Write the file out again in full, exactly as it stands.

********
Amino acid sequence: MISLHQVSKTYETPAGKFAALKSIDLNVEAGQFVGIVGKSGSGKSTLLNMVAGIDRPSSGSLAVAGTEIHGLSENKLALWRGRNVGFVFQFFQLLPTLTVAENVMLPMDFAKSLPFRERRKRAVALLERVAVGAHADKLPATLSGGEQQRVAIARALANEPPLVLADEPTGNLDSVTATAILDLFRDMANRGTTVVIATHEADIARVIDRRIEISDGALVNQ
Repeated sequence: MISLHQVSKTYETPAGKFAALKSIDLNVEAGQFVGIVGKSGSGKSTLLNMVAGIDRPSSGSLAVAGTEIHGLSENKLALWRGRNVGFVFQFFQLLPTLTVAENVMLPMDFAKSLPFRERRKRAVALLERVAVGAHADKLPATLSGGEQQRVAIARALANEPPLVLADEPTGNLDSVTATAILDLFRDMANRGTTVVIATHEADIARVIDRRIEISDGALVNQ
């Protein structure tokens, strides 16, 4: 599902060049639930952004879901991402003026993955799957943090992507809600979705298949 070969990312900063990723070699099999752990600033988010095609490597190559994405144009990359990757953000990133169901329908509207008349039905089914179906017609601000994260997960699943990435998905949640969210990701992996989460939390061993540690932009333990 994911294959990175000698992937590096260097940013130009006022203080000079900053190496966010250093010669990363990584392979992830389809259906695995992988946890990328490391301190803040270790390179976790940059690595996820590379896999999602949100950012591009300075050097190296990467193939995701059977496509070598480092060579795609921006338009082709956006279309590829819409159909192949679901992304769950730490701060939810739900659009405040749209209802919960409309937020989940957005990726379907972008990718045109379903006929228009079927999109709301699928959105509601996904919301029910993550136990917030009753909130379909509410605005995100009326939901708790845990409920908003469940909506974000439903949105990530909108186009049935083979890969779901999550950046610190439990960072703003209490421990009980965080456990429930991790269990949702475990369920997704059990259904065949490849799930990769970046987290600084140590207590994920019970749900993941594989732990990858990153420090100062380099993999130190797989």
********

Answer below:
Amino acid sequence: MISLHQVSKTYETPAGKFAALKSIDLNVEAGQFVGIVGKSGSGKSTLLNMVAGIDRPSSGSLAVAGTEIHGLSENKLALWRGRNVGFVFQFFQLLPTLTVAENVMLPMDFAKSLPFRERRKRAVALLERVAVGAHADKLPATLSGGEQQRVAIARALANEPPLVLADEPTGNLDSVTATAILDLFRDMANRGTTVVIATHEADIARVIDRRIEISDGALVNQ
Repeated sequence: MISLHQVSKTYETPAGKFAALKSIDLNVEAGQFVGIVGKSGSGKSTLLNMVAGIDRPSSGSLAVAGTEIHGLSENKLALWRGRNVGFVFQFFQLLPTLTVAENVMLPMDFAKSLPFRERRKRAVALLERVAVGAHADKLPATLSGGEQQRVAIARALANEPPLVLADEPTGNLDSVTATAILDLFRDMANRGTTVVIATHEADIARVIDRRIEISDGALVNQ
């Protein structure tokens, strides 16, 4: 599902060049639930952004879901991402003026993955799957943090992507809600979705298949 070969990312900063990723070699099999752990600033988010095609490597190559994405144009990359990757953000990133169901329908509207008349039905089914179906017609601000994260997960699943990435998905949640969210990701992996989460939390061993540690932009333990 994911294959990175000698992937590096260097940013130009006022203080000079900053190496966010250093010669990363990584392979992830389809259906695995992988946890990328490391301190803040270790390179976790940059690595996820590379896999999602949100950012591009300075050097190296990467193939995701059977496509070598480092060579795609921006338009082709956006279309590829819409159909192949679901992304769950730490701060939810739900659009405040749209209802919960409309937020989940957005990726379907972008990718045109379903006929228009079927999109709301699928959105509601996904919301029910993550136990917030009753909130379909509410605005995100009326939901708790845990409920908003469940909506974000439903949105990530909108186009049935083979890969779901999550950046610190439990960072703003209490421990009980965080456990429930991790269990949702475990369920997704059990259904065949490849799930990769970046987290600084140590207590994920019970749900993941594989732990990858990153420090100062380099993999130190797989």